شخصیت نوع D: یک عامل خطر بالقوه تصفیه شده
|کد مقاله||سال انتشار||مقاله انگلیسی||ترجمه فارسی||تعداد کلمات|
|37049||2000||12 صفحه PDF||سفارش دهید||محاسبه نشده|
Publisher : Elsevier - Science Direct (الزویر - ساینس دایرکت)
Journal : Journal of Psychosomatic Research, Volume 49, Issue 4, October 2000, Pages 255–266
Abstract Objective. Acute and chronic psychological distress have been associated with coronary heart disease (CHD) but little is known about the determinants of distress as a coronary risk factor. Broad and stable personality traits may have much explanatory power; this article selectively focuses on negative affectivity (NA; tendency to experience negative emotions) and social inhibition (SI; tendency to inhibit self-expression in social interaction) in the context of CHD. Methods. The first part of this article reviews research on NA and SI in patients with CHD. The second part presents new findings on NA and SI in 734 patients with hypertension. Results. Accumulating evidence suggests that the combination of high NA and high SI designates a personality subtype (“distressed” type or type D) of coronary patients who are at risk for clustering of psychosocial risk factors and incidence of long-term cardiac events. Type D and its contributing low-order traits (dysphoria/tension and reticence/withdrawal) could also be reliably assessed in a community-based sample of patients with hypertension. This finding was replicated in men and women, and in Dutch- and French-speaking subjects. Type D hypertensives reported more depressive affect than their non type D counterparts. Conclusions. There is an urgent need to adopt a personality approach in the identification of patients at risk for cardiac events. NA and SI are broad and stable personality traits that may be of special interest not only in CHD, but in other chronic medical conditions as well.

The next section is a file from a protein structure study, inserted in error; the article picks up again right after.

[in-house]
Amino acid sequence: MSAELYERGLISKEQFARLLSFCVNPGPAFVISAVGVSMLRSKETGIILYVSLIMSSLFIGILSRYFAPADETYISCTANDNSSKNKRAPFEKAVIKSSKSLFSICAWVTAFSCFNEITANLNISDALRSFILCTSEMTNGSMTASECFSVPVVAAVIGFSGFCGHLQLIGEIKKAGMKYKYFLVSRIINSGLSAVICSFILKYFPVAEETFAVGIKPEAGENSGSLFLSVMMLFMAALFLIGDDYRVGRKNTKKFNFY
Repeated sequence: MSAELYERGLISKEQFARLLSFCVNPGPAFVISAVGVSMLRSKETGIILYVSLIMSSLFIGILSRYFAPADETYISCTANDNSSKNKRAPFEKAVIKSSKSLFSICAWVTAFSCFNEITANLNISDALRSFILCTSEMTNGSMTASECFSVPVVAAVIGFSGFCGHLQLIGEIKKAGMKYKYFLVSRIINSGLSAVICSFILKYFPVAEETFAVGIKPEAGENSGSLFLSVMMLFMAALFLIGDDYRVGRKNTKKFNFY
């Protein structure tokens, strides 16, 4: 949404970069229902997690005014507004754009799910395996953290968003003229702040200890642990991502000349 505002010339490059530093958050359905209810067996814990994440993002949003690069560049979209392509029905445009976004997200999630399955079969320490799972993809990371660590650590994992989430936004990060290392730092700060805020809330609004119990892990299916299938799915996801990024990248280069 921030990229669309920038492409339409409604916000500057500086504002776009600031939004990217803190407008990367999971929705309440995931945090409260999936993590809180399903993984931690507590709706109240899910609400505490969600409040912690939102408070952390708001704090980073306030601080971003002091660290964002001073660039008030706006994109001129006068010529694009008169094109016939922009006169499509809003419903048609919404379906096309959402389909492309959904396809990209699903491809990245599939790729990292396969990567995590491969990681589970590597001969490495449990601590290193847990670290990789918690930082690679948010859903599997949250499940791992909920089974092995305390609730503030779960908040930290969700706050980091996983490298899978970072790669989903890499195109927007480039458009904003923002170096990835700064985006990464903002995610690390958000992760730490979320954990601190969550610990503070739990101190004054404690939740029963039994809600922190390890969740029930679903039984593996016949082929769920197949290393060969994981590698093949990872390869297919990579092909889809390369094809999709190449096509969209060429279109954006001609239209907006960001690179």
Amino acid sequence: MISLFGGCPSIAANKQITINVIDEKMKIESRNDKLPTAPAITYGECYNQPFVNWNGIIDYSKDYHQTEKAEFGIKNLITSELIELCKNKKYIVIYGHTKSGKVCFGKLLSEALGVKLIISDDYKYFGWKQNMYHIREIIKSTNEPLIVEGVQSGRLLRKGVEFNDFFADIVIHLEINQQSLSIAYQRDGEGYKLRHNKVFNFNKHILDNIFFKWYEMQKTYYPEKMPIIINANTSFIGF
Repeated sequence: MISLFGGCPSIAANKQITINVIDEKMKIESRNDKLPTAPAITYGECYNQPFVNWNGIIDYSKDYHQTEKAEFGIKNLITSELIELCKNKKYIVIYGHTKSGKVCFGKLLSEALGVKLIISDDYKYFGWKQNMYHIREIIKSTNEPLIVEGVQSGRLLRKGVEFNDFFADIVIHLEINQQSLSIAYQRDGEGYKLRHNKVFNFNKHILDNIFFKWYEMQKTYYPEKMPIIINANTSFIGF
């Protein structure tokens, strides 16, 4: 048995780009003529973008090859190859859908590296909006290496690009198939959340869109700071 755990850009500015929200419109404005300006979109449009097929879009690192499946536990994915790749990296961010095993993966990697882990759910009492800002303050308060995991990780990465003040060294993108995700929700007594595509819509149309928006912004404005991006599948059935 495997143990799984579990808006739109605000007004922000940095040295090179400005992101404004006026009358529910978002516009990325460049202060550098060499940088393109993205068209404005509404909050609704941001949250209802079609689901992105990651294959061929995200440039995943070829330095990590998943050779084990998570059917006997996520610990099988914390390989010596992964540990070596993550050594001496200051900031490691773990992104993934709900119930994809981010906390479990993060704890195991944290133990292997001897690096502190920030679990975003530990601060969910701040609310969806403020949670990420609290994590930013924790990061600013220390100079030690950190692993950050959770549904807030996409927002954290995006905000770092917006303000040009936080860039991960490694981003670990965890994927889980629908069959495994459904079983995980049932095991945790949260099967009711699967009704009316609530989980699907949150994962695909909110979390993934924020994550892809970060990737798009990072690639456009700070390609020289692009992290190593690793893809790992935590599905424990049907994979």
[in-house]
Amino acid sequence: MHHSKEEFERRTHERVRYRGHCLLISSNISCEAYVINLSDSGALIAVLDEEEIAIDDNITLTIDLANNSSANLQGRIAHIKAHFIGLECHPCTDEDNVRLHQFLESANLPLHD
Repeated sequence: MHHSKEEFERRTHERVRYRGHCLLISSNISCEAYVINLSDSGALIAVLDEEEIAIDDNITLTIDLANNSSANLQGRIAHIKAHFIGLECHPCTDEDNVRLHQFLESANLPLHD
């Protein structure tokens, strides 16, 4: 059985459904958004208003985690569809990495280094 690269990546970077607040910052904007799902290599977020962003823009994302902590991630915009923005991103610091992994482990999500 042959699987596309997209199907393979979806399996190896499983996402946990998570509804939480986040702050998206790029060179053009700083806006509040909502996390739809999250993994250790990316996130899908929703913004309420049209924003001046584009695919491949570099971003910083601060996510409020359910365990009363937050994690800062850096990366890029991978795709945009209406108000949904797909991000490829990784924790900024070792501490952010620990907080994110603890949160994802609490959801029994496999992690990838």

In recent years, a wide variety of psychosocial factors has been associated with the incidence and progression of coronary heart disease (CHD). Most of this research focused on affective disorder , ,  and , negative emotions , , , , , , , , , , , , ,  and , and social isolation , ,  and  as risk factors. Hence, depression and low perceived social support are often considered to be the psychosocial features that are most prominently linked to CHD morbidity and mortality . One generally assumes that depression is the psychosocial factor that should be accounted for in the prognosis of patients with CHD, at the risk of ignoring other psychosocial variables that may be of equal importance. Many negative affective states other than depressed affect (e.g., anxiety, anger, hostility, vital exhaustion) have been associated with CHD as well , ,  and . In addition, the specificity of the relationship between clinical depression and CHD may be limited, e.g., only 7 out of 19 patients who died from cardiac causes at 18 months follow-up in the Frasure-Smith et al. study (a frequently cited study in favor of the depression — CHD hypothesis) were classified as clinically depressed , implying that 63% of the cardiac deaths were not diagnosed with a depression at baseline. The findings of this study also indicated that clinical depression, as opposed to self-reported depressive symptoms, did not improve the predictive ability of the standard risk factors. Others have shown that depressive symptoms as a risk factor for CHD may reflect a chronic psychological characteristic rather than a discrete, transient psychiatric condition ,  and . These observations do not refute the notion that clinical depression ,  and  and depressive symptoms , , , ,  and  are important risk factors in the context of CHD. Rather they point out the importance of examining multiple psychosocial factors — both acute and chronic — in the evaluation of individuals at risk of coronary events ,  and . In addition, there is an urgent need to document the determinants of depression  and psychological distress  and  in CHD patients. In nonclinical populations, evidence suggests that broad and stable personality traits represent major determinants of depression , psychological distress , life stress , and subjective mood  and well-being . Individual differences in personality and coping have also been associated with psychological distress in CHD  and . Hence, in addition to focusing on specific psychological risk factors, there is a need to adopt a personality approach in the early identification of those coronary patients who are at risk for emotional stress-related cardiac events. Evidence suggests that psychological risk factors tend to cluster together and that clustering of these factors, in turn, substantially elevates the risk for cardiac events . Broad and stable personality traits may have much predictive value regarding this clustering of risk factors in patients with CHD  and . Therefore, the present article emphasizes the potential role of personality as determinant of emotional distress in patients with CHD. More specifically, this article will selectively focus on the “distressed” personality type or “type D,” i.e., those individuals who simultaneously tend to (a) experience negative emotions and (b) inhibit self-expression . The present article is organized in two separate parts, each with its own specific perspective on type D. The first part focuses on the conceptual framework that guided research on type D personality and CHD, and briefly reviews some of the empirical findings. The second part presents new findings on the structural validity of the type D construct and its relationship with depressive affect in a hypertensive population. This article concludes with some observations about the role of type D personality in clinical research and practice. Yet another personality construct? In the past decade, there was a resurgence of interest in the role of personality in health and disease  and . Personality refers to a complex organization of trait dispositions ; these traits reflect consistencies in the general affective level and behavior of individuals. Hence, personality is conceived as a complex system of structures and processes that underlie these consistencies in human affect and behavior . Different models of personality have identified two , three  and , or five  and  global traits that are relevant in a large number of situations. This paper is based on the notion that negative affectivity and social inhibition are two global traits that can be linked to important health outcomes in CHD. Negative affectivity and social inhibition